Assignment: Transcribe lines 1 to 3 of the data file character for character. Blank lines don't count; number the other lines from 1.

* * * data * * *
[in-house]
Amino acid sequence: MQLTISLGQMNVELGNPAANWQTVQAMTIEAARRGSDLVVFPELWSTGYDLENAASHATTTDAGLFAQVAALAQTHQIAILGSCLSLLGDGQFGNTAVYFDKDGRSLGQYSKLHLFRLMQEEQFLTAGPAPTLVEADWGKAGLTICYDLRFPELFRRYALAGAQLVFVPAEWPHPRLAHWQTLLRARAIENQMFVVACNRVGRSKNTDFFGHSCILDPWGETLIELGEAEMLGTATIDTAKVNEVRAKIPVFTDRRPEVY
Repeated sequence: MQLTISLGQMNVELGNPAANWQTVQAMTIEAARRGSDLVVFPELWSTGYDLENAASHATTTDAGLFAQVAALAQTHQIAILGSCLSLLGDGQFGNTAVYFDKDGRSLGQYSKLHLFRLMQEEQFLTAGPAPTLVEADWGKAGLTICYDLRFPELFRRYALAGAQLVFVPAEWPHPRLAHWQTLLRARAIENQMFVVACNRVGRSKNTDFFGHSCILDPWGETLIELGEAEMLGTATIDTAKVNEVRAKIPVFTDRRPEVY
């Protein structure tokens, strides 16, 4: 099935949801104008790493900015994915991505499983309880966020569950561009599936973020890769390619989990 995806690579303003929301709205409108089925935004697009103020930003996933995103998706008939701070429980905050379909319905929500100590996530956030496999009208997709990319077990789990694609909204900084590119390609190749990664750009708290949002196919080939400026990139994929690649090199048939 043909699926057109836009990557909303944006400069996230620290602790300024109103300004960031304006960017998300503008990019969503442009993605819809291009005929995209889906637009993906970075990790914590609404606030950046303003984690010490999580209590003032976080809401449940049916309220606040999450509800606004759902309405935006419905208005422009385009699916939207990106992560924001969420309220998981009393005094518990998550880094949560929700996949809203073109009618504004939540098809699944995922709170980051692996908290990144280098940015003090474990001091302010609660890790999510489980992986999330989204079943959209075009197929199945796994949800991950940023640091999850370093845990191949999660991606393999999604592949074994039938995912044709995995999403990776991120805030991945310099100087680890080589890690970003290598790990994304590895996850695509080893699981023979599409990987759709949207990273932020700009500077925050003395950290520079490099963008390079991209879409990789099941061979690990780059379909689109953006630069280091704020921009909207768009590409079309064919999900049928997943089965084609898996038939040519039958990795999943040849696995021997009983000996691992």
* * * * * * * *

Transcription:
[in-house]
Amino acid sequence: MQLTISLGQMNVELGNPAANWQTVQAMTIEAARRGSDLVVFPELWSTGYDLENAASHATTTDAGLFAQVAALAQTHQIAILGSCLSLLGDGQFGNTAVYFDKDGRSLGQYSKLHLFRLMQEEQFLTAGPAPTLVEADWGKAGLTICYDLRFPELFRRYALAGAQLVFVPAEWPHPRLAHWQTLLRARAIENQMFVVACNRVGRSKNTDFFGHSCILDPWGETLIELGEAEMLGTATIDTAKVNEVRAKIPVFTDRRPEVY
Repeated sequence: MQLTISLGQMNVELGNPAANWQTVQAMTIEAARRGSDLVVFPELWSTGYDLENAASHATTTDAGLFAQVAALAQTHQIAILGSCLSLLGDGQFGNTAVYFDKDGRSLGQYSKLHLFRLMQEEQFLTAGPAPTLVEADWGKAGLTICYDLRFPELFRRYALAGAQLVFVPAEWPHPRLAHWQTLLRARAIENQMFVVACNRVGRSKNTDFFGHSCILDPWGETLIELGEAEMLGTATIDTAKVNEVRAKIPVFTDRRPEVY